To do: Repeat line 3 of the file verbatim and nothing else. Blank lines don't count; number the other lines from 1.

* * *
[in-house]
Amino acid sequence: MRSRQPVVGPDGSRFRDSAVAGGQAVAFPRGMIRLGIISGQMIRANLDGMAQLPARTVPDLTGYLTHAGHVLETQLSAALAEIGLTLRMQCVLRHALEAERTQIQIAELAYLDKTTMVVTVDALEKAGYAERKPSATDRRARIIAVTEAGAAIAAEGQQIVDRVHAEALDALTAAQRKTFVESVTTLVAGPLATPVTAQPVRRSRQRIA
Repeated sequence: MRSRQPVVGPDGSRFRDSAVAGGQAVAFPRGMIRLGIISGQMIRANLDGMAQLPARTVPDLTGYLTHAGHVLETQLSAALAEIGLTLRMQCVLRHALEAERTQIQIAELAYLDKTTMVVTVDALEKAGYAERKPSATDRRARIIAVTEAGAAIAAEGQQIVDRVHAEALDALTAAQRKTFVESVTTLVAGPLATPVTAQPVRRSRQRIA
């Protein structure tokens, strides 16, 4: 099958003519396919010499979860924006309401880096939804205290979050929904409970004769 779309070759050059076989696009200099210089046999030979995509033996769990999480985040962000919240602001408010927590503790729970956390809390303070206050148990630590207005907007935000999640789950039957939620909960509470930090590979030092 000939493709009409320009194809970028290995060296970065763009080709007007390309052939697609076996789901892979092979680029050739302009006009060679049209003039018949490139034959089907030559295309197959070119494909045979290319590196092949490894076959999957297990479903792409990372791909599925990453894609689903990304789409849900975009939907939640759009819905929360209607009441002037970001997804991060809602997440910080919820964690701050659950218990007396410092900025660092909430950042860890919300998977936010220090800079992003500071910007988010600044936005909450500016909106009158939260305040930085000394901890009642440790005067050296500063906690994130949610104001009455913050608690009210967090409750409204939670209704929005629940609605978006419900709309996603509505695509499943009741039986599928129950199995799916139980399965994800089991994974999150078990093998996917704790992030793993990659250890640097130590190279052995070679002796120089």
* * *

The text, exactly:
Repeated sequence: MRSRQPVVGPDGSRFRDSAVAGGQAVAFPRGMIRLGIISGQMIRANLDGMAQLPARTVPDLTGYLTHAGHVLETQLSAALAEIGLTLRMQCVLRHALEAERTQIQIAELAYLDKTTMVVTVDALEKAGYAERKPSATDRRARIIAVTEAGAAIAAEGQQIVDRVHAEALDALTAAQRKTFVESVTTLVAGPLATPVTAQPVRRSRQRIA